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Rally trial deliberations to continue into fifth week
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Rally trial deliberations to continue into fifth week

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Karen Dunn, lead attorney for the plaintiff, exits the federal courthouse in Charlottesville after closing arguments concluded Thursday in the Sines vs. Kessler civil lawsuit.

An 11-person jury will continue to deliberate in the Sines v. Kessler case, stretching the trial into its fifth week with one fewer juror due to a possible COVID-19 exposure.

On Friday, the jury entered the courthouse and began deliberating for the first time following weeks of testimony and the presentation of hundreds of pieces of evidence. The federal lawsuit, which was filed in October 2017, alleges that more than two dozen defendants conspired to come to Charlottesville in August 2017 and commit acts of racist violence.

Among the defendants are: key UTR organizer Jason Kessler; alt-right figurehead Richard Spencer; neo-Nazi podcaster Chris Cantwell; former National Socialist Movement leader Jeff Schoep; and corporate defendants of the League of the South, the Traditionalist Worker Party and Identity Evropa and their leaders.

Friday began with the excusal of one of the jurors, who told the court his children were possibly exposed to COVID-19 at their school. According to U.S. District Judge Norman K. Moon, the excused juror said the exposure happened Thursday, indicating there is no risk of that juror having exposed the rest of the jury to the virus. Moon also indicated that the juror was not vaccinated.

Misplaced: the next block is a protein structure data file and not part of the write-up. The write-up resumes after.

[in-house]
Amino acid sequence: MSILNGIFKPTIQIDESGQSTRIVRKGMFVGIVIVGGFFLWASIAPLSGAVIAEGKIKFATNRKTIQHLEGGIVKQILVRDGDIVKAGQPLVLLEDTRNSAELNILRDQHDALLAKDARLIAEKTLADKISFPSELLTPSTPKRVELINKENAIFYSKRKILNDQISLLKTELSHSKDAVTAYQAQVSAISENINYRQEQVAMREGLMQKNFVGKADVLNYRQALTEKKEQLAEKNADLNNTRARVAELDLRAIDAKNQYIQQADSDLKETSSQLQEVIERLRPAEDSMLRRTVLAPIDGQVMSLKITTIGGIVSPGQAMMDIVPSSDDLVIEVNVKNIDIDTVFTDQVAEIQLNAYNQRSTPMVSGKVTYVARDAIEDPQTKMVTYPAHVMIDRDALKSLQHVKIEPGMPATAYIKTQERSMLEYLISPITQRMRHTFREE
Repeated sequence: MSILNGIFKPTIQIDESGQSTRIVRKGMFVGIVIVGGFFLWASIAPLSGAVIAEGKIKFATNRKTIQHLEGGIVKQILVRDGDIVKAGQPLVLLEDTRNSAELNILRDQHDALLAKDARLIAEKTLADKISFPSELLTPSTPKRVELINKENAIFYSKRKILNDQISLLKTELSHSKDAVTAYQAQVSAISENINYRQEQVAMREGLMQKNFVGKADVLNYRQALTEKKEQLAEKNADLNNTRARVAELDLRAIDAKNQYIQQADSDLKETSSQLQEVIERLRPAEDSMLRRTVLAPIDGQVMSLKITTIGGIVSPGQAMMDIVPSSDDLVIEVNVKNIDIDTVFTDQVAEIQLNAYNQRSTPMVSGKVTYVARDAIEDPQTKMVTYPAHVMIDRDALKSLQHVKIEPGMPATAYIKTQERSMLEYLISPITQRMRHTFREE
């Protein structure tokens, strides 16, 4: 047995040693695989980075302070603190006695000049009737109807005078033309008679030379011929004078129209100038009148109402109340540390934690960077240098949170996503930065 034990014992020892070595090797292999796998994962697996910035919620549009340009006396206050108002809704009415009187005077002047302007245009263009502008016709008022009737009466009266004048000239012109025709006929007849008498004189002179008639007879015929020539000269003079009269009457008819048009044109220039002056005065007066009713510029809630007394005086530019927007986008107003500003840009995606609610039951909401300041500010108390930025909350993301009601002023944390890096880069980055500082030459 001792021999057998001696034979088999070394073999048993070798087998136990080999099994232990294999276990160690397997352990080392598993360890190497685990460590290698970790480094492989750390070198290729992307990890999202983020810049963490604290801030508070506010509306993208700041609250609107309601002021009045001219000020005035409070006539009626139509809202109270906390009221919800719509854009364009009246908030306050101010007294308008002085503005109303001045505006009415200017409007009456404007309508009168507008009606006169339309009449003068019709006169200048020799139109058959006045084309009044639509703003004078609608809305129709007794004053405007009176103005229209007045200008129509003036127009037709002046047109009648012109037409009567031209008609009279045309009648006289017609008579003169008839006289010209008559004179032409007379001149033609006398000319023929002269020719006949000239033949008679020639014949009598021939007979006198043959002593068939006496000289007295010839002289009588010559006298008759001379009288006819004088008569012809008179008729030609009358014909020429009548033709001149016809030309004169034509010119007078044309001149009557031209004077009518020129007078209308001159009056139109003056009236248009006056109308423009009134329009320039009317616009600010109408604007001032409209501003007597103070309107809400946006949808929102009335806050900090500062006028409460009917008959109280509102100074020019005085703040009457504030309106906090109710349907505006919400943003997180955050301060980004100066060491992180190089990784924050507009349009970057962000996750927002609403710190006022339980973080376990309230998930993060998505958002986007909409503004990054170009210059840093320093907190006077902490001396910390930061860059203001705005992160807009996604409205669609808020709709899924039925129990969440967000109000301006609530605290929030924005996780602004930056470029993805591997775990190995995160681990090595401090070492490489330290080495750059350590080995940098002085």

A full panel of 12 jurors is not needed to reach a verdict, according to federal law.

In order to determine guilt, the jury must first decide whether the defendants entered into a conspiracy through the “preponderance of evidence.” The threshold for this determination is lower than in a criminal case, which requires proof beyond a reasonable doubt.

Moon has previously instructed the jury to consider the “preponderance” instruction to mean that something is more likely than not, or the evidence points to a claim being 51% likely.

As Moon has pointed out to parties throughout the case, the threshold for being considered part of a conspiracy is also low, and requires that a defendant join an action at one point. All the defendants do not have to be involved at the same time and a single action can be sufficient, Moon has previously indicated.

The day was largely silent, with the jurors asking few questions. One of the only questions asked revolved around whether the court had already found that absent defendants Robert “Azzmador” Ray and Elliott Kline had conspired to engage in racially motivated violence. Moon said that was a decision for the jury to decide, along with any awarded damages.

The nine plaintiffs are seeking between $7 million and $10 million for those injured in the car attack; for those injured at the rallies in other ways, they are requesting between $3 million and $5 million.

Though most of the individual and corporate defendants have little money or collateral, a steep financial verdict could impede future organizing efforts, effectively stopping or limiting their white supremacist causes.

By day’s end Friday the jury had still not reached a verdict, opting to end the day rather than continue past 5 p.m. The jury will resume deliberation on Monday at 9 a.m., and court officials for the U.S. District Court for the Western District of Virginia are preparing for the possibility that deliberations may last until Nov. 26.

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